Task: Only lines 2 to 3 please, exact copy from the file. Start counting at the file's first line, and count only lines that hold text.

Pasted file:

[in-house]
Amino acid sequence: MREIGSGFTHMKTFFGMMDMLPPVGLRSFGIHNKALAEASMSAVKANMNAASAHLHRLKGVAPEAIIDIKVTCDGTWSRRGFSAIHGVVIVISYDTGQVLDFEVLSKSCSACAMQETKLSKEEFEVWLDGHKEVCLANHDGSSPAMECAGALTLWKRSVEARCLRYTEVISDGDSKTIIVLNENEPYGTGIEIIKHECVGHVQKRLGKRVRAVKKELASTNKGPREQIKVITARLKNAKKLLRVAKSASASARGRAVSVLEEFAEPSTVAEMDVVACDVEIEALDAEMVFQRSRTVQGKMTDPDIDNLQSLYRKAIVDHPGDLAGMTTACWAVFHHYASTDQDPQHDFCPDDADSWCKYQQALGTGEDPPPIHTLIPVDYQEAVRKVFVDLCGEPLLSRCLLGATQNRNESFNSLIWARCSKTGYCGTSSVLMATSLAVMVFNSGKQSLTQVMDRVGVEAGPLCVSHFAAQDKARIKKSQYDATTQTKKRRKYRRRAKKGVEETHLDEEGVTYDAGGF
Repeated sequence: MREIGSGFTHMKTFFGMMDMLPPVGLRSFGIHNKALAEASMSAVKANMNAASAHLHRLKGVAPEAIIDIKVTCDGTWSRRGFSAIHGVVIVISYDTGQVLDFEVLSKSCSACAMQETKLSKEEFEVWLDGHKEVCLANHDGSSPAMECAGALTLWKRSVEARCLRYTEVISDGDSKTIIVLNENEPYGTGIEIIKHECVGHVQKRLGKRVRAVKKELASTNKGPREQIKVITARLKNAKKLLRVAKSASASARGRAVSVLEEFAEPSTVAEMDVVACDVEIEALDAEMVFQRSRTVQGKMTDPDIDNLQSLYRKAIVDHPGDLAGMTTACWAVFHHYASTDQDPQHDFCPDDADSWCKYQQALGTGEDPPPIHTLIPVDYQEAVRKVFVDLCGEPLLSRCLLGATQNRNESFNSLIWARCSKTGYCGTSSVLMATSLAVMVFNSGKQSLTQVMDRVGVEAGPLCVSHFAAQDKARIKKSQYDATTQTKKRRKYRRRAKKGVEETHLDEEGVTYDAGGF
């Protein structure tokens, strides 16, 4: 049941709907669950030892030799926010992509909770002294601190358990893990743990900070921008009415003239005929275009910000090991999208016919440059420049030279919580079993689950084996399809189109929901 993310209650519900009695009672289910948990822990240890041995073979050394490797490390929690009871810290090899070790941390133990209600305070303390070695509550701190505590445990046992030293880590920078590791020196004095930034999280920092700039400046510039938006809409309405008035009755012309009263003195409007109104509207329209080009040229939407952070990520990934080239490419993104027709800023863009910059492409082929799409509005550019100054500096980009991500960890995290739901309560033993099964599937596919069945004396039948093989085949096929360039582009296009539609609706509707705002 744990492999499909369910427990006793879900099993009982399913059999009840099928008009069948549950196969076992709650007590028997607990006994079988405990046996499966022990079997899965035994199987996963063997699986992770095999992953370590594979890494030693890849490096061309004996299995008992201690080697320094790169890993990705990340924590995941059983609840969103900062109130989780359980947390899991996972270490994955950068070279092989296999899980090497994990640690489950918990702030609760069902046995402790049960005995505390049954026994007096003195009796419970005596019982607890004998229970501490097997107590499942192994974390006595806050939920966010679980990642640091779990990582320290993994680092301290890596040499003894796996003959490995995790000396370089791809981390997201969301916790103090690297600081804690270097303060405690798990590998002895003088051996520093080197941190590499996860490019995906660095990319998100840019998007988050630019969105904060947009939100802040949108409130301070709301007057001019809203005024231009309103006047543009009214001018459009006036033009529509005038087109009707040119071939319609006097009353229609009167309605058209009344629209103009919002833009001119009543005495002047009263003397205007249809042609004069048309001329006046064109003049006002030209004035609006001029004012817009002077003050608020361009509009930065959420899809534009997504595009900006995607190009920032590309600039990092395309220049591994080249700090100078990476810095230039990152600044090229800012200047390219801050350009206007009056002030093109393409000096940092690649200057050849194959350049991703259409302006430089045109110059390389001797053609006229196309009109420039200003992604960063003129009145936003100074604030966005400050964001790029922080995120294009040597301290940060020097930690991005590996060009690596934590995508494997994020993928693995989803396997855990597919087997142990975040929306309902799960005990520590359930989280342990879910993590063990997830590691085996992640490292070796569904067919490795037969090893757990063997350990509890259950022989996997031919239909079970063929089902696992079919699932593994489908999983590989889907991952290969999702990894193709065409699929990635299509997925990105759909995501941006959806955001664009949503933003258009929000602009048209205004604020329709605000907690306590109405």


Amino acid sequence: MREIGSGFTHMKTFFGMMDMLPPVGLRSFGIHNKALAEASMSAVKANMNAASAHLHRLKGVAPEAIIDIKVTCDGTWSRRGFSAIHGVVIVISYDTGQVLDFEVLSKSCSACAMQETKLSKEEFEVWLDGHKEVCLANHDGSSPAMECAGALTLWKRSVEARCLRYTEVISDGDSKTIIVLNENEPYGTGIEIIKHECVGHVQKRLGKRVRAVKKELASTNKGPREQIKVITARLKNAKKLLRVAKSASASARGRAVSVLEEFAEPSTVAEMDVVACDVEIEALDAEMVFQRSRTVQGKMTDPDIDNLQSLYRKAIVDHPGDLAGMTTACWAVFHHYASTDQDPQHDFCPDDADSWCKYQQALGTGEDPPPIHTLIPVDYQEAVRKVFVDLCGEPLLSRCLLGATQNRNESFNSLIWARCSKTGYCGTSSVLMATSLAVMVFNSGKQSLTQVMDRVGVEAGPLCVSHFAAQDKARIKKSQYDATTQTKKRRKYRRRAKKGVEETHLDEEGVTYDAGGF
Repeated sequence: MREIGSGFTHMKTFFGMMDMLPPVGLRSFGIHNKALAEASMSAVKANMNAASAHLHRLKGVAPEAIIDIKVTCDGTWSRRGFSAIHGVVIVISYDTGQVLDFEVLSKSCSACAMQETKLSKEEFEVWLDGHKEVCLANHDGSSPAMECAGALTLWKRSVEARCLRYTEVISDGDSKTIIVLNENEPYGTGIEIIKHECVGHVQKRLGKRVRAVKKELASTNKGPREQIKVITARLKNAKKLLRVAKSASASARGRAVSVLEEFAEPSTVAEMDVVACDVEIEALDAEMVFQRSRTVQGKMTDPDIDNLQSLYRKAIVDHPGDLAGMTTACWAVFHHYASTDQDPQHDFCPDDADSWCKYQQALGTGEDPPPIHTLIPVDYQEAVRKVFVDLCGEPLLSRCLLGATQNRNESFNSLIWARCSKTGYCGTSSVLMATSLAVMVFNSGKQSLTQVMDRVGVEAGPLCVSHFAAQDKARIKKSQYDATTQTKKRRKYRRRAKKGVEETHLDEEGVTYDAGGF